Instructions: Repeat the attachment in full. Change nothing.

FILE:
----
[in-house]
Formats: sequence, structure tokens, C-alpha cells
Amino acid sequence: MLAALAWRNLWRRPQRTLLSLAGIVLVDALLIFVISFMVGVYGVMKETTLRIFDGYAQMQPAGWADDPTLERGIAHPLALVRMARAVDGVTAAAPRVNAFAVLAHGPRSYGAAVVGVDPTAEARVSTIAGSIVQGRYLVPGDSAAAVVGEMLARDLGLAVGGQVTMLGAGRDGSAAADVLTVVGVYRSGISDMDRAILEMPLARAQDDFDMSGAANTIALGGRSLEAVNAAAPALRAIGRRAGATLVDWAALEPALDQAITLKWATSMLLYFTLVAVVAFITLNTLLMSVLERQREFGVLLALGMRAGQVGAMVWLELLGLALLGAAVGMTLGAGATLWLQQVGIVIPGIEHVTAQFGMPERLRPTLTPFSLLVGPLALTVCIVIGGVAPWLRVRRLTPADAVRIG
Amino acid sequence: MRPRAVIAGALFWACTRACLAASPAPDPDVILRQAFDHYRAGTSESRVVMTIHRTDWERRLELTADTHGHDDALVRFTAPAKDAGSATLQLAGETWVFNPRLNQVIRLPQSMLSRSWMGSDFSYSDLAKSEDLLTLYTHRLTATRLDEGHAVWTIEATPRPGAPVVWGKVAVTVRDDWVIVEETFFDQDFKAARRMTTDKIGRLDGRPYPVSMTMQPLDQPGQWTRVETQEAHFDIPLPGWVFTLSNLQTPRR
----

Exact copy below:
[in-house]
Formats: sequence, structure tokens, C-alpha cells
Amino acid sequence: MLAALAWRNLWRRPQRTLLSLAGIVLVDALLIFVISFMVGVYGVMKETTLRIFDGYAQMQPAGWADDPTLERGIAHPLALVRMARAVDGVTAAAPRVNAFAVLAHGPRSYGAAVVGVDPTAEARVSTIAGSIVQGRYLVPGDSAAAVVGEMLARDLGLAVGGQVTMLGAGRDGSAAADVLTVVGVYRSGISDMDRAILEMPLARAQDDFDMSGAANTIALGGRSLEAVNAAAPALRAIGRRAGATLVDWAALEPALDQAITLKWATSMLLYFTLVAVVAFITLNTLLMSVLERQREFGVLLALGMRAGQVGAMVWLELLGLALLGAAVGMTLGAGATLWLQQVGIVIPGIEHVTAQFGMPERLRPTLTPFSLLVGPLALTVCIVIGGVAPWLRVRRLTPADAVRIG
Amino acid sequence: MRPRAVIAGALFWACTRACLAASPAPDPDVILRQAFDHYRAGTSESRVVMTIHRTDWERRLELTADTHGHDDALVRFTAPAKDAGSATLQLAGETWVFNPRLNQVIRLPQSMLSRSWMGSDFSYSDLAKSEDLLTLYTHRLTATRLDEGHAVWTIEATPRPGAPVVWGKVAVTVRDDWVIVEETFFDQDFKAARRMTTDKIGRLDGRPYPVSMTMQPLDQPGQWTRVETQEAHFDIPLPGWVFTLSNLQTPRR